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Last edited 16 Oct 2020
Building Schools for the Future BSF
The Buildings Schools for the Future (BSF) programme was a government investment scheme for secondary schools in England. It was announced by the DfES in February 2003, by the Labour Schools Minister David Miliband who said: “School buildings should inspire learning. They should nurture every pupil and member of staff. They should be a source of pride and a practical resource for the community”
In a 2003 consultation document, the Labour government suggested that ‘Every child deserves to learn in modern school buildings with state-of-the-art facilities. We want local communities to ensure that over the next 10 to 15 years all secondary pupils can learn in modern accommodation, fully suited to their needs and to the challenges of the 21st Century.’ Ref DfES Building schools for the future, Consultation on a new approach to capital investment, 2003.
The programme was launched by Tony Blair in 2004, however, it was scrapped by the Conservative Education Secretary, Michael Gove in July 2010 as it was considered to be wasteful and over-bureaucratic.
Whilst it was operational, Buildings Schools for the Future was widely described as the biggest school building programme since Victorian times. The government planned to allocate £55 billion to rebuild every secondary school in England. Inspirational buildings and state of the art facilities would be provided for pupils and staff to make them feel valued and to encourage new ways of learning. In the first instance, the government prioritised funding for 14 projects in 17 socially deprived local authorities, in an effort to raise education standards and promote social mobility.
Local authorities oversaw the projects, and discussions took place with school governors, staff, pupils and the local community, who were key parts of the process. Schools developed a vision of their needs, then a private sector partner would realise their vision by carrying out the design and construction. For the multi-billion pound investment to be sustainable, the new facilities had to be flexible, as it was considered difficult to predict what education would look like in the future.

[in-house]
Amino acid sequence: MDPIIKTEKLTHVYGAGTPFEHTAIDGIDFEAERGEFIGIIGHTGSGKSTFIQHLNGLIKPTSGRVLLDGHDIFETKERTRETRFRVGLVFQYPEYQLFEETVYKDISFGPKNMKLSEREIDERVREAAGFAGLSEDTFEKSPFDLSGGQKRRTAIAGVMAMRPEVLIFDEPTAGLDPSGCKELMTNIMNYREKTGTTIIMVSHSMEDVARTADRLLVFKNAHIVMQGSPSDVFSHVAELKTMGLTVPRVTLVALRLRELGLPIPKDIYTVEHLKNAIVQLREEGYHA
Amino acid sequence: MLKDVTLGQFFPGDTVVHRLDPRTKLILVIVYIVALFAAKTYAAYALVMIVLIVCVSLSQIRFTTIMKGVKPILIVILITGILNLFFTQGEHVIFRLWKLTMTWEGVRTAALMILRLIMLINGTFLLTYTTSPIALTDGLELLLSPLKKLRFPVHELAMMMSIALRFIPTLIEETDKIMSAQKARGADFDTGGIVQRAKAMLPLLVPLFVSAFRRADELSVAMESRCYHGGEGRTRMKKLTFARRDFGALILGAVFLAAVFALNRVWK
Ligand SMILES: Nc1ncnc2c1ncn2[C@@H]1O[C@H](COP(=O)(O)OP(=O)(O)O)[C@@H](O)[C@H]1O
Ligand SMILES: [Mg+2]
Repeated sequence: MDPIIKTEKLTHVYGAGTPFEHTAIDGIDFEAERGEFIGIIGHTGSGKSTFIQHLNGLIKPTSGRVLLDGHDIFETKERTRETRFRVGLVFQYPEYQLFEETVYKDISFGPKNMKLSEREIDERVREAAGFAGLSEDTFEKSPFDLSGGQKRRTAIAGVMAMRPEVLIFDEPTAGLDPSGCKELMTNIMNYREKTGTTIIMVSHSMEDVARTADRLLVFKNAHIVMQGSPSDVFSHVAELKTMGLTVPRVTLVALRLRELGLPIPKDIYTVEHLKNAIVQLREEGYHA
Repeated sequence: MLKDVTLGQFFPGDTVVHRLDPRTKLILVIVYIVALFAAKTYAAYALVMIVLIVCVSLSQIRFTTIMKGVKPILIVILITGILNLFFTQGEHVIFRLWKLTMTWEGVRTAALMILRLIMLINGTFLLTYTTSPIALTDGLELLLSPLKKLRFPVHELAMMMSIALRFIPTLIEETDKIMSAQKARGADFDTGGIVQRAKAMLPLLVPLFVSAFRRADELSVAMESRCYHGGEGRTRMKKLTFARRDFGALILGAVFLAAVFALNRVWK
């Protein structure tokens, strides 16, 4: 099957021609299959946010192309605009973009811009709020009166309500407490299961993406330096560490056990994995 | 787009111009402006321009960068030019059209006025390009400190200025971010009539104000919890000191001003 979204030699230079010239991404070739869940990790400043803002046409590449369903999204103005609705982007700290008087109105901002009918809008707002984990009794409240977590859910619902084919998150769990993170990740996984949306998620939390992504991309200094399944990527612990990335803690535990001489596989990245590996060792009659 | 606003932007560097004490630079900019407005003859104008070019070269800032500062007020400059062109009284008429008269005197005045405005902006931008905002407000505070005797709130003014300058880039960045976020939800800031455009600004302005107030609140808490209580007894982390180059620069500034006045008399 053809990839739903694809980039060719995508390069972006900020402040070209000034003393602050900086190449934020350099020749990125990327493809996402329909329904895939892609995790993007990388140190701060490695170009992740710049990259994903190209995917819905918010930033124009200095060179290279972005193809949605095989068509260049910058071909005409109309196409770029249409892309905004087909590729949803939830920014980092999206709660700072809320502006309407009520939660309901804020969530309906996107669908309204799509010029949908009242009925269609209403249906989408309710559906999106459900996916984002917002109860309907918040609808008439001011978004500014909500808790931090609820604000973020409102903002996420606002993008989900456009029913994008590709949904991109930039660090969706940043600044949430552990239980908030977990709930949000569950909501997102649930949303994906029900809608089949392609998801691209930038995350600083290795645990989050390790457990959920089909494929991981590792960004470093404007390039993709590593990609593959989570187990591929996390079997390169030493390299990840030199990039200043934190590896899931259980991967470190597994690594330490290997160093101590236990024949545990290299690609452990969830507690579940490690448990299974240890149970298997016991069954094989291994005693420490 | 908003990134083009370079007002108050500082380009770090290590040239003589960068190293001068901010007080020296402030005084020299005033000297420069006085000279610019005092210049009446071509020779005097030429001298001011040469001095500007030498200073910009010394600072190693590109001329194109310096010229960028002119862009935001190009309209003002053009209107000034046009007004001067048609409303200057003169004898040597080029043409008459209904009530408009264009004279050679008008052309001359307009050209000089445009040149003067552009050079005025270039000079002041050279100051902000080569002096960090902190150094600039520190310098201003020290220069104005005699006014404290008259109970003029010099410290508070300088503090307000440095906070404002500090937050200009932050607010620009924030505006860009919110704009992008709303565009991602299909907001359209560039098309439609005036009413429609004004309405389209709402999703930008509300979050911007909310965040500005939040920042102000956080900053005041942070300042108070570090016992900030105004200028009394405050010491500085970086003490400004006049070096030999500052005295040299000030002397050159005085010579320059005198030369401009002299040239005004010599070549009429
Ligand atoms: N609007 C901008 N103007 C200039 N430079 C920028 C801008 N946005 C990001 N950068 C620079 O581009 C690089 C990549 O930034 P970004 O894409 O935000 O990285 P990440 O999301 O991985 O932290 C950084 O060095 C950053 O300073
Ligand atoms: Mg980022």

However, the programme was hit by many problems which meant that the original programme slipped. Getting building started quickly, in particular in the most deprived areas of the country, was a significant task, and reshaping education provision and rebuilding schools took time to plan.
More than 70 local councils had joined the programme by the second year but only 5 had reached a level where they could commence building. The original targets were seen as too ambitious and the actual quality and design of half the schools built was considered to be poor or mediocre.
The government believed that local authorities lacked the management expertise to oversee these big school projects, and so they were required to pass a readiness test to be eligible for BSF money, and client design advisors were introduced to maintain quality.
However, Gove continued to believe that BSF was characterised by "massive overspends, tragic delays, botched construction projects and needless bureaucracy", and controversially, criticised fees charged by architects, suggesting that that they were “creaming off cash” under BSF (Ref Construction Manager, Architects cream off over £1m in BSF advice fees 3 December 2010) and proposing that in future school building programmes, “We won’t be getting Richard Rogers to design your school. We won’t be getting any award-winning architects to design it, because no one in this room is here to make architects richer.”
When the programme was cancelled, around 150 schools were left in limbo. In the end about 75 of these schools were given the go ahead. By June 2010, 178 schools were rebuilt or refurbished with a further 231 under construction.
The Priority Schools Building Programme (PSBP) was established in 2011 to address the needs of those schools that remained in the worst condition. The government now believes that schools are being developed much faster and cheaper under the PSBP than those developed under Building Schools for the Future. It took around 3 years for construction work to begin under the BSF, whereas under the PSBP this has been reduced to 1 year. PSBP projects are thought to have cost around a third less.
 Related articles on Designing Buildings Wiki
- Baseline designs for schools.
- Building Bulletin 93: acoustic design of schools.
- Free schools.
- House of Commons, Treasury - Seventeenth Report: Private Finance Initiative.
- Independent Client Advisers.
- Major Projects Authority.
- Priority School Building Programme.
- Public private partnership
- Public procurement.
- RIBA client adviser.
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